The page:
With the growing number of battery hungry apps installed in our smart phones now-a-days, it is difficult for the smart phone to retain charge even for one day. That is why many companies have developed power banks – potable charges. But even with those you have to wait for about 2 hours for your phone to fully charge.
Well, you can rejoice now, as your frustrating wait for your phone to charge would soon be over thanks to a group of researchers in Stanford University who have developed a an aluminium battery that recharges in less than 60 seconds. Aluminium is more environmental friendly than Lithium and hence it can be used for ‘Greenermobiles’.
The battery developed at the Stanford University is ‘fast-charging, long-lasting and inexpensive’, according to its designers. Aluminium was considered to replace the Lithium batteries for a long time, due to its low cost and high charge storage capacity. But, the previous attempts with different cathodes failed miserably.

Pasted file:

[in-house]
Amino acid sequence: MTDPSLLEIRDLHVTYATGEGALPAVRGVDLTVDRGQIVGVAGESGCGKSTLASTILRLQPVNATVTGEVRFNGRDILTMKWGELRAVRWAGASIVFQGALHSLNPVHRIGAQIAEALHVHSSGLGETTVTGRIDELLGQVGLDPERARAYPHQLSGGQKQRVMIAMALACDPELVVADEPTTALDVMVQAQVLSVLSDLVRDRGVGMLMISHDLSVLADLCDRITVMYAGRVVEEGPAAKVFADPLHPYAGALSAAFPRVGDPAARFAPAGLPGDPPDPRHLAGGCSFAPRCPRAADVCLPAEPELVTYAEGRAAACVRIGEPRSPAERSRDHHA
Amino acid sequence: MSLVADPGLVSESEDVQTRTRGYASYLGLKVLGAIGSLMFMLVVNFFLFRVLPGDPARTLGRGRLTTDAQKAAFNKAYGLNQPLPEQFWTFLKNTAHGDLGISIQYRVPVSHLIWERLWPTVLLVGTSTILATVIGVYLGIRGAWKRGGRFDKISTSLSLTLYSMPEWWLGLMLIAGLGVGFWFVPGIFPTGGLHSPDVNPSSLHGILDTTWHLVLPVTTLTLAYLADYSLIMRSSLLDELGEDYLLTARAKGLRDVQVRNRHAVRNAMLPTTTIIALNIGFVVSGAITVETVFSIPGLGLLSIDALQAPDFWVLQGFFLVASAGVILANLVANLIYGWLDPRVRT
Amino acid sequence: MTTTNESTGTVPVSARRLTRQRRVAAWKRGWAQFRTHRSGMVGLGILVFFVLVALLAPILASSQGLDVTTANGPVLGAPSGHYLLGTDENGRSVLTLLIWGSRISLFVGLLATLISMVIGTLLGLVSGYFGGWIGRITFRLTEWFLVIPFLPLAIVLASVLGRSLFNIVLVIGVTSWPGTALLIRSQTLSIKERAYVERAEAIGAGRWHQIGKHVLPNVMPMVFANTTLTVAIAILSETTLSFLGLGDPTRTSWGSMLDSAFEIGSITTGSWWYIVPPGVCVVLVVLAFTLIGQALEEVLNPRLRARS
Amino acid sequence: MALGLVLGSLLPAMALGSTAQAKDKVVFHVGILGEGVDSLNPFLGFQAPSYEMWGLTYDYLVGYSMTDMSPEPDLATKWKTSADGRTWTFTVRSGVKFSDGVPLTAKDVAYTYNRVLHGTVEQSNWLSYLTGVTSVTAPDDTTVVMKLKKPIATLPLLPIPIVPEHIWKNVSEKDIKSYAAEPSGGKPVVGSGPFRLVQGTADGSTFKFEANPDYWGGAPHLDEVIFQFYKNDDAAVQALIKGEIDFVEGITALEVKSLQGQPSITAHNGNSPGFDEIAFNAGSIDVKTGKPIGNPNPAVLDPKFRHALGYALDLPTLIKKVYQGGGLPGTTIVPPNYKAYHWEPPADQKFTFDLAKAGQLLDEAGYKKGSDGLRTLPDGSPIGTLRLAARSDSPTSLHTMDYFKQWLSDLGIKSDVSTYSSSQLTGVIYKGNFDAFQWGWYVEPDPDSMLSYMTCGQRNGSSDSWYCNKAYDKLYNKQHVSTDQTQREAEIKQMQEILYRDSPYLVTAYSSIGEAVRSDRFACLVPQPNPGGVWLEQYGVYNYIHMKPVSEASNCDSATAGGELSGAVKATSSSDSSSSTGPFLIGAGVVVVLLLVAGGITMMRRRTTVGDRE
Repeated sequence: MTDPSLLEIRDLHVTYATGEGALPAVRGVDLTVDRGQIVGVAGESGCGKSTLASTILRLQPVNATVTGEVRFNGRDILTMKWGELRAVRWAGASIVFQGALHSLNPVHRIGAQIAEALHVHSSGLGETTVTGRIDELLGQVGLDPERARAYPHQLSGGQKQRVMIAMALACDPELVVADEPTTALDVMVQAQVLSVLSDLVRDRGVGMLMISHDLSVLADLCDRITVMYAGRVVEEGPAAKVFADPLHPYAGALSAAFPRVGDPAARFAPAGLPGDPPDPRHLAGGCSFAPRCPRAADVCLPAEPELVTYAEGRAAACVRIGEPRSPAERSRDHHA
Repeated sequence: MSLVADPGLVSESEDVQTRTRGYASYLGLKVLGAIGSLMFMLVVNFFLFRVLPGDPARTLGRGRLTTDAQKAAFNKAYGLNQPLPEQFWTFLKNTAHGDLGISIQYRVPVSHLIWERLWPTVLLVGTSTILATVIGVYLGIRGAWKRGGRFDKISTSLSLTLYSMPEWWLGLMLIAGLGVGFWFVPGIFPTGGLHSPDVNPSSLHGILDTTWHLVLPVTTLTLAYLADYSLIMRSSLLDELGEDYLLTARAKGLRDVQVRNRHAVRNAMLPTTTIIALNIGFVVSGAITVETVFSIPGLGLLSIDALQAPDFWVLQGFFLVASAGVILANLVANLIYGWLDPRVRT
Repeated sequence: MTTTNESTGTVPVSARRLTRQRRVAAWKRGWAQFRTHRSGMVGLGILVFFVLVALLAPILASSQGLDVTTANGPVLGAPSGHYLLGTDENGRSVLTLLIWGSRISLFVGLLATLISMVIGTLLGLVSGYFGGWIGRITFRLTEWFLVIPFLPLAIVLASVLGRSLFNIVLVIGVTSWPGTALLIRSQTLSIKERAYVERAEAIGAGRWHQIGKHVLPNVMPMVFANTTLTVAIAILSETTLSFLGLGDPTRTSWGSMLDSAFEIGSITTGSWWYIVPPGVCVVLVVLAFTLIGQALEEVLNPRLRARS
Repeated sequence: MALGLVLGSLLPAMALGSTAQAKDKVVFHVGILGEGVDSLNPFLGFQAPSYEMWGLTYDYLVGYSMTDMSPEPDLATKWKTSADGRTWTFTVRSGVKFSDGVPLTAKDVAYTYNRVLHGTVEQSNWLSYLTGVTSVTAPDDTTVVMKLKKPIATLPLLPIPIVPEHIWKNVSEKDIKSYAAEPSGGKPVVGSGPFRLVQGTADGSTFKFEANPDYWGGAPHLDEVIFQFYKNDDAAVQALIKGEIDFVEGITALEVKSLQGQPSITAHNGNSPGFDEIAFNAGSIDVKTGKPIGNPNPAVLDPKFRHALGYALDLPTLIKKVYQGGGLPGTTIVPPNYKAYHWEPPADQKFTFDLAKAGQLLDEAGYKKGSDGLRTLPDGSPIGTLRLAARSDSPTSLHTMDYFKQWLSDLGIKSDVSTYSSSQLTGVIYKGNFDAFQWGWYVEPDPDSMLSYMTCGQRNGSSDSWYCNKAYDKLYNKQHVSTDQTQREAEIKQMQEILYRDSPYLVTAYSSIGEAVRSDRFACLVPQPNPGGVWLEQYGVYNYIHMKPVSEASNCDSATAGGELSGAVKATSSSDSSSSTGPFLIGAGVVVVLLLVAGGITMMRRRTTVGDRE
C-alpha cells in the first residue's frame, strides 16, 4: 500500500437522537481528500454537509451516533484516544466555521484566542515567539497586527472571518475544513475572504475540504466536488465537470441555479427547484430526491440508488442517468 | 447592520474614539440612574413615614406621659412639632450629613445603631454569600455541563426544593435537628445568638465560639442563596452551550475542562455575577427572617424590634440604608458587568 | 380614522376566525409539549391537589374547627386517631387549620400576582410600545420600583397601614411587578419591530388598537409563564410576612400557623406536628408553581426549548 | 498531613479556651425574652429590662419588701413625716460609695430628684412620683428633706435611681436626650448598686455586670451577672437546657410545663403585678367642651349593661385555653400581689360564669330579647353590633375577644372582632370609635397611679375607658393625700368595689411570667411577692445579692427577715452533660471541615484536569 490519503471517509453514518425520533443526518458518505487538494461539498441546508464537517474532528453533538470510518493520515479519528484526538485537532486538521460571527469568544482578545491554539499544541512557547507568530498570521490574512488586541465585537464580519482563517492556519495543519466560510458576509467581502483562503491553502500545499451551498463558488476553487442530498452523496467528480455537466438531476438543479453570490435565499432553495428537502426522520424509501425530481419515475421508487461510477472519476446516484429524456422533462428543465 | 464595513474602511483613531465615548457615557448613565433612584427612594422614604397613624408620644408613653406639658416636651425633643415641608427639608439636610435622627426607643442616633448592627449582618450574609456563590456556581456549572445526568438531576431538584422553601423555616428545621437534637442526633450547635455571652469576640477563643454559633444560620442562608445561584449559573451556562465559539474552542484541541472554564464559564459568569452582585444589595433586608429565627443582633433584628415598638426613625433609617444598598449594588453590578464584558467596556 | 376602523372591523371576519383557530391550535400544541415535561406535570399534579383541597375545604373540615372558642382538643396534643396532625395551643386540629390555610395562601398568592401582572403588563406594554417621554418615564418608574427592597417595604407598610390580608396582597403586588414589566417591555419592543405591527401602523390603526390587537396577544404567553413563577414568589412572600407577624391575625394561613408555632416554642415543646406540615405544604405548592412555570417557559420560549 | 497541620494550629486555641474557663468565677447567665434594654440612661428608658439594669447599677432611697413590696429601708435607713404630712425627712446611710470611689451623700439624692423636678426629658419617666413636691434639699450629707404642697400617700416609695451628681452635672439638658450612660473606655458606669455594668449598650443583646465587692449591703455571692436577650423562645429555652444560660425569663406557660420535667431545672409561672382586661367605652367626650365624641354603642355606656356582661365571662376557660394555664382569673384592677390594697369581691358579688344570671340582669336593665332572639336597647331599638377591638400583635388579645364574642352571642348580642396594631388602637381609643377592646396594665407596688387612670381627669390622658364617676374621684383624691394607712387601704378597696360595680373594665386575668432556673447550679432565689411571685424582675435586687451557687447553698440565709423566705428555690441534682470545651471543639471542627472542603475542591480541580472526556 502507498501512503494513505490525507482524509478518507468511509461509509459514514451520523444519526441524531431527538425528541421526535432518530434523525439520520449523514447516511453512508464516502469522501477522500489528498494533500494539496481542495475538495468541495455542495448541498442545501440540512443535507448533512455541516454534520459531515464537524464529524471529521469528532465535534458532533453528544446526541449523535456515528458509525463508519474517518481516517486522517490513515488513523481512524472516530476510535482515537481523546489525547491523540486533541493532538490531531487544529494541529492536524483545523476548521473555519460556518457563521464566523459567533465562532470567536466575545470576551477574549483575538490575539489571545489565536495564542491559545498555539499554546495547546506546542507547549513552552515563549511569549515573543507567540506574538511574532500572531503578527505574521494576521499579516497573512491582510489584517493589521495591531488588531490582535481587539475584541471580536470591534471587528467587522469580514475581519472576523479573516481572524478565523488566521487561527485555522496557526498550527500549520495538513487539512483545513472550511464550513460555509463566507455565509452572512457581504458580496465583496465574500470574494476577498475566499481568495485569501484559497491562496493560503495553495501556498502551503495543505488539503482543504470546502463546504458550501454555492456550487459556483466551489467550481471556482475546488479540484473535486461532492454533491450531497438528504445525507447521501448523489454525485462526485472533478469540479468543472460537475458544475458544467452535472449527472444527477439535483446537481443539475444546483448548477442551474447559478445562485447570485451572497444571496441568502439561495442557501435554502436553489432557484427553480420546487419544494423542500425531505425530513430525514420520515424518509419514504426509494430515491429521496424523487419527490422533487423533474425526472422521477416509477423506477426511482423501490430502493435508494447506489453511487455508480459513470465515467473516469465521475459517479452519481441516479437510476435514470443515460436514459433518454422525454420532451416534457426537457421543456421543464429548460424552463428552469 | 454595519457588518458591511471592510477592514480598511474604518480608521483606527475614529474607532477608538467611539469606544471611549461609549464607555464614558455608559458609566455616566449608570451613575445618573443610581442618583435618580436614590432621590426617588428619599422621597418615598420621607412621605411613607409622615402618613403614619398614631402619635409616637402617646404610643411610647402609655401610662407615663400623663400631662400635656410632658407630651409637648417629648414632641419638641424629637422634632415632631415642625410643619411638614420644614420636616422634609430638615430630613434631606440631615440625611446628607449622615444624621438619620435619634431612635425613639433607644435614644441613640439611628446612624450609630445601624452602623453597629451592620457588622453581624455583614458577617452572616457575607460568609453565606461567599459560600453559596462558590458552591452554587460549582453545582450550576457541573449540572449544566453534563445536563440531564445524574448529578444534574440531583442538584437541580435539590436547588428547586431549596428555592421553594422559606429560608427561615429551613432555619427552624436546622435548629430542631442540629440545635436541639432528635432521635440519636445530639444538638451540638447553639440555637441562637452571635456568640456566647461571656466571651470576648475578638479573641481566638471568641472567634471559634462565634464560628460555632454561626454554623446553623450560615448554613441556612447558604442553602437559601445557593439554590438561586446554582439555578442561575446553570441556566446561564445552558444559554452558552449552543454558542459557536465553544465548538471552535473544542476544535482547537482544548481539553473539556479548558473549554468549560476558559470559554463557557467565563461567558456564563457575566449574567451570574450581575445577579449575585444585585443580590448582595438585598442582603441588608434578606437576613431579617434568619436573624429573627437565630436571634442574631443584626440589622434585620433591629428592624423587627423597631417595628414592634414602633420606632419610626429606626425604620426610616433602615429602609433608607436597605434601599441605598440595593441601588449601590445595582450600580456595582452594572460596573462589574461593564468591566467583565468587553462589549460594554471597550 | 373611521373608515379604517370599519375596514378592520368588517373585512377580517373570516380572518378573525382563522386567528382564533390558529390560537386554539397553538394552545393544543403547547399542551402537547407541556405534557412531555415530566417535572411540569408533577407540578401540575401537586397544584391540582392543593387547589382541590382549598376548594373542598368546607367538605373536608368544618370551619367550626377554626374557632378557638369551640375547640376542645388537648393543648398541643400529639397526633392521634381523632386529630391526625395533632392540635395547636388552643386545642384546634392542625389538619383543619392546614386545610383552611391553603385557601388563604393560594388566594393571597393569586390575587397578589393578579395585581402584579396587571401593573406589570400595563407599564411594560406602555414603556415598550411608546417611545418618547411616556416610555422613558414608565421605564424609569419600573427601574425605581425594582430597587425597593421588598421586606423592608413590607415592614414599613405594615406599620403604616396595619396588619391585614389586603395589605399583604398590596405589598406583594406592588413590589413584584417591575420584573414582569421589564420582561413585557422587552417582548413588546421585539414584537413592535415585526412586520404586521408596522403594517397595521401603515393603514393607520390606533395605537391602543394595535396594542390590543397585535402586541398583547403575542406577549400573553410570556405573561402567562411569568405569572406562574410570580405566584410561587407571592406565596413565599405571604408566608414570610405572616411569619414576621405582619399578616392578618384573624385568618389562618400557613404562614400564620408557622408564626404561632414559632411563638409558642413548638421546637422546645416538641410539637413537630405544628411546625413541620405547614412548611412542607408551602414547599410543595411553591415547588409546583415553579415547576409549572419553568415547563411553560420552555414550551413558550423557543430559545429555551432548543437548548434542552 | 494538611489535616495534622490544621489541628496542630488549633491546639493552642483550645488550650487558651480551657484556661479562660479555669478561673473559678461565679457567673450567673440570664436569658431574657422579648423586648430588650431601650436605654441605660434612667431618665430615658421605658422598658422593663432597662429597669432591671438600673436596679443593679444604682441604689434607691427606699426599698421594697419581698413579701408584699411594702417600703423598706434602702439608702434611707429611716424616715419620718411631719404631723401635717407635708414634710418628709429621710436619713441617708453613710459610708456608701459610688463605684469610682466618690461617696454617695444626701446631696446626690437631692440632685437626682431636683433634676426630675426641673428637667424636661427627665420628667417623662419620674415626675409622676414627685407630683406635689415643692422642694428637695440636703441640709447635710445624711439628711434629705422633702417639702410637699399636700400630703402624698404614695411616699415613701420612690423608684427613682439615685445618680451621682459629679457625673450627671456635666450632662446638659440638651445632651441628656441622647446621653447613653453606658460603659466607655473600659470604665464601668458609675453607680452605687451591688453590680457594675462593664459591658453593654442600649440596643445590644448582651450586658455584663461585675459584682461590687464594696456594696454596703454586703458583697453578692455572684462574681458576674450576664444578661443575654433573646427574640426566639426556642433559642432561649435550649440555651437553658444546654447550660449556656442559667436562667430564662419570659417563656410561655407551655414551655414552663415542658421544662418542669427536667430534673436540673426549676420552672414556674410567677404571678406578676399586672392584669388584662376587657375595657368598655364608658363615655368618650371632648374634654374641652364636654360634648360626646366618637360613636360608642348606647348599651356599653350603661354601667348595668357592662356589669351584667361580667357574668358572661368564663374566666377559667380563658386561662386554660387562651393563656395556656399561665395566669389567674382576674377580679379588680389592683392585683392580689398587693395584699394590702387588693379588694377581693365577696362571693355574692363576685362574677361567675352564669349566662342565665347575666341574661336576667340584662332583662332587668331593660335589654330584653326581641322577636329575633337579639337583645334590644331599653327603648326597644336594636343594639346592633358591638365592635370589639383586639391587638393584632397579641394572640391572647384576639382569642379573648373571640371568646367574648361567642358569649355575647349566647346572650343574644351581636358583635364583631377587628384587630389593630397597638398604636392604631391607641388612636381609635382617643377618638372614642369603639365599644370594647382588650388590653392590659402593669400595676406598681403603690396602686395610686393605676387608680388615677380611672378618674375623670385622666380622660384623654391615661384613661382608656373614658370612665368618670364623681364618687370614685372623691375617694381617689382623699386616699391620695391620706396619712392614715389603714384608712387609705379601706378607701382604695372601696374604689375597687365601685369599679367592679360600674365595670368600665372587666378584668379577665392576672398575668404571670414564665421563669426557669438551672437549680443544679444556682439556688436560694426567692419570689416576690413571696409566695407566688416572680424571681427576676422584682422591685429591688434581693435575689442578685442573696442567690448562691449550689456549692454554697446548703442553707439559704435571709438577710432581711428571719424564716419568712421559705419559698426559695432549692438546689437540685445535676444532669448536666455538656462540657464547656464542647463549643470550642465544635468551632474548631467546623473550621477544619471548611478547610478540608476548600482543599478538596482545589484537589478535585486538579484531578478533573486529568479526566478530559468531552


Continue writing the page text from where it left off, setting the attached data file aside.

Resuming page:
The aluminium-ion battery consists of two electrodes: a negatively charged anode made of aluminium and a positively charged cathode made of graphite along with an ionic liquid electrolyte, inside a flexible polymer- coated pouch. There are many factors which makes this aluminium battery a better and greener alternative to the traditional lithium-ion batteries. Lithium-ion batteries tend to catch fire due to shirt-circuit within the battery. That is not a problem with these batteries. They work fine even when punctured. Compare to modern Li-ion batteries which can survive only about 1000 charging/discharging cycles, this aluminium battery developed in the laboratory was able to withstand more than 7,500 cycles without any loss of capacity. That is why they are considered for storing energy in the electrical grid. Another advantage of the battery is the flexibility, since the liquid electrolyte is placed in a flexible polymer, the pouch could be bent in any shape and still the battery provides the same voltage. The only problem that these aluminium battery currently has is its voltage – it produces about half the voltage of a typical lithium battery. Other than that, it has a huge potential. It would charge up your phone in a minute, it has got inexpensive electrodes, good safety, flexibility and long cycle life. If the voltage problem is solved, it would seriously revolutionise smart phone batteries and aid in green communication.